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Governor-General, His Excellency the Most Honourable Professor Kenneth Hall, has urged organizations to promote the pursuit of excellence among young people by acknowledging and rewarding their achievement.
“I have often stressed the important position that young people hold in Jamaica and certainly, across the world.it is for this reason that I launched the Governor-General’s Youth Award of Excellence in 2006, and have been staging consultations with young people across the island to encourage them to make excellence a habit,” he stated.
The Governor-General was speaking at the Duke of Edinburgh’s Award ceremony yesterday (Feb. 6) at King’s House, where gold awards were presented to 34 young people from high schools and community groups across the island, who have demonstrated excellence in community service, learning a skill and participation in recreational activities and expeditions.
Professor Hall congratulated the youngsters, noting that the award would empower them to become active participants in building social capital, both locally and internationally.
“It is therefore an honour for me to be involved with the Duke of Edinburgh’s Award, which not only rewards young people, but also promotes several of the core values on which modern societies are built. These are values of volunteerism, excellence, self-discovery, self-reliance, as well as leadership, teamwork, decision-making and problem-solving skills,” he stated.
He further charged the recipients to apply the knowledge and skills learnt from the programme to inspire and influence their peers and to prepare them for future positions as leaders.
Meanwhile, the Earl of Wessex, Prince Edward, who presented the awards, urged the young people to continue to strive for excellence, and to pass on the knowledge and skills learnt to the communities in which they live.
He further commended Their Excellencies for hosting the event at King’s House, thereby giving the awardees a chance to be nationally recognized. “It is particularly important that these young people, who have worked so hard to achieve their award, should be recognised at a ceremony as this.and that the value of the award within the community here in Jamaica should be recognized at this level,” he stated.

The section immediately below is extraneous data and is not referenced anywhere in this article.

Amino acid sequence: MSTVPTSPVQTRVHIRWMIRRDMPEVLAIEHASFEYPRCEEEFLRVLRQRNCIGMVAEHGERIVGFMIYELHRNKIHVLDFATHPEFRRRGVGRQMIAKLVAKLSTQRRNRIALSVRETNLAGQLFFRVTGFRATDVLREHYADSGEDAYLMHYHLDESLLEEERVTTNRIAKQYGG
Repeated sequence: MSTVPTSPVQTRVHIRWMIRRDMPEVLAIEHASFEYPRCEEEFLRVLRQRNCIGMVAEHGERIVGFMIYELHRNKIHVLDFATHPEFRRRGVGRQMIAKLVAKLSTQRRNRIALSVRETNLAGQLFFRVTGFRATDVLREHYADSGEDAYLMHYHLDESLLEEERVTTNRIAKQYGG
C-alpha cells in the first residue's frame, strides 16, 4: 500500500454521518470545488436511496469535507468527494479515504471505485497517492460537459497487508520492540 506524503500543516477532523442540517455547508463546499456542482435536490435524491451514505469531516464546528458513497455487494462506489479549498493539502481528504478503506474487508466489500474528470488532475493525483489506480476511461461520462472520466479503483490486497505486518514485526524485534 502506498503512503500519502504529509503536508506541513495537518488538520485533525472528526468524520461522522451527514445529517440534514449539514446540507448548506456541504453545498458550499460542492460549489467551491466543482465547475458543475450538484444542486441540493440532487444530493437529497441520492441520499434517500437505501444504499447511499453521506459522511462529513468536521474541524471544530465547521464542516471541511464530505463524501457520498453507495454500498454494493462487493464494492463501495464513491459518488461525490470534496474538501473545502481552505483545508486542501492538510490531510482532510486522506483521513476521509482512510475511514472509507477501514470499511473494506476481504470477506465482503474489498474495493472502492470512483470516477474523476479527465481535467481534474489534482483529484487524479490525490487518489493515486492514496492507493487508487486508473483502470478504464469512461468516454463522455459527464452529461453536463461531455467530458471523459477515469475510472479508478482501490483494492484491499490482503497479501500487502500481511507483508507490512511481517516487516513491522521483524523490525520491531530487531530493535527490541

Meanwhile, awardee, Trishawna Holland noted that the Duke of Edinburgh programme was an excellent initiative, which gave young people a chance to travel, develop their skills, and meet and interact with other youngsters.
Another recipient, Sheldon Graham, who joined the programme some six years ago, said the initiative helped him to develop his interpersonal skills as well as to make meaningful contribution to the society.
The awardees were entertained by performances from the Oberlin High School chorale and the Eagles Drum and Bugle Corps, while the Edna Manley College Ensemble gave a rendition of Bob Marley songs.
The Duke of Edinburgh’s Award is a character-building programme, which allows young people age 14 to 25 years, to participate in activities aimed at fostering independence and the development of self worth.
There are three categories of award – gold, silver and bronze – each requiring an increasing level of commitment and effort. The gold award, the highest honour, is presented to persons 16 years and older, who have diligently completed eight months to two years of activities and exhibit responsible adult behaviour and citizenship.